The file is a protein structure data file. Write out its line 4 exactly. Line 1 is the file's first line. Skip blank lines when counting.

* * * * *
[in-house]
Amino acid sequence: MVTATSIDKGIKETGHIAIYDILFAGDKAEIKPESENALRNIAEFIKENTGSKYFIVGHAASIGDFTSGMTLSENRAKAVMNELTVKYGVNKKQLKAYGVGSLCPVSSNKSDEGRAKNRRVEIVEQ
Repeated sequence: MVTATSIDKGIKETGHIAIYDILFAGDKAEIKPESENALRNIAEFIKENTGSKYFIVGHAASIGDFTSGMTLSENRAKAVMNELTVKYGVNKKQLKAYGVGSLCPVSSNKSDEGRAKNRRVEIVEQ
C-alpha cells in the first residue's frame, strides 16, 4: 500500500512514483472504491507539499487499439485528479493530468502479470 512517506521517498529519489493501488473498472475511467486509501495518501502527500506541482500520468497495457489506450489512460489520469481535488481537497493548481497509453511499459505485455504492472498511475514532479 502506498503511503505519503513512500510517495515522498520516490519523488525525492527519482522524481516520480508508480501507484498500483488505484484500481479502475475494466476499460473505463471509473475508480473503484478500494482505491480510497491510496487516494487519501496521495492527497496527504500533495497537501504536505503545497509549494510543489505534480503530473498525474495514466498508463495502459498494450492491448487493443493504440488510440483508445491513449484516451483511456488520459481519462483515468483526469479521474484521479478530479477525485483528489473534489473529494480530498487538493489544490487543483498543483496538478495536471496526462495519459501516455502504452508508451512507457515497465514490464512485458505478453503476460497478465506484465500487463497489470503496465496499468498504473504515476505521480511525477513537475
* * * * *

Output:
C-alpha cells in the first residue's frame, strides 16, 4: 500500500512514483472504491507539499487499439485528479493530468502479470 512517506521517498529519489493501488473498472475511467486509501495518501502527500506541482500520468497495457489506450489512460489520469481535488481537497493548481497509453511499459505485455504492472498511475514532479 502506498503511503505519503513512500510517495515522498520516490519523488525525492527519482522524481516520480508508480501507484498500483488505484484500481479502475475494466476499460473505463471509473475508480473503484478500494482505491480510497491510496487516494487519501496521495492527497496527504500533495497537501504536505503545497509549494510543489505534480503530473498525474495514466498508463495502459498494450492491448487493443493504440488510440483508445491513449484516451483511456488520459481519462483515468483526469479521474484521479478530479477525485483528489473534489473529494480530498487538493489544490487543483498543483496538478495536471496526462495519459501516455502504452508508451512507457515497465514490464512485458505478453503476460497478465506484465500487463497489470503496465496499468498504473504515476505521480511525477513537475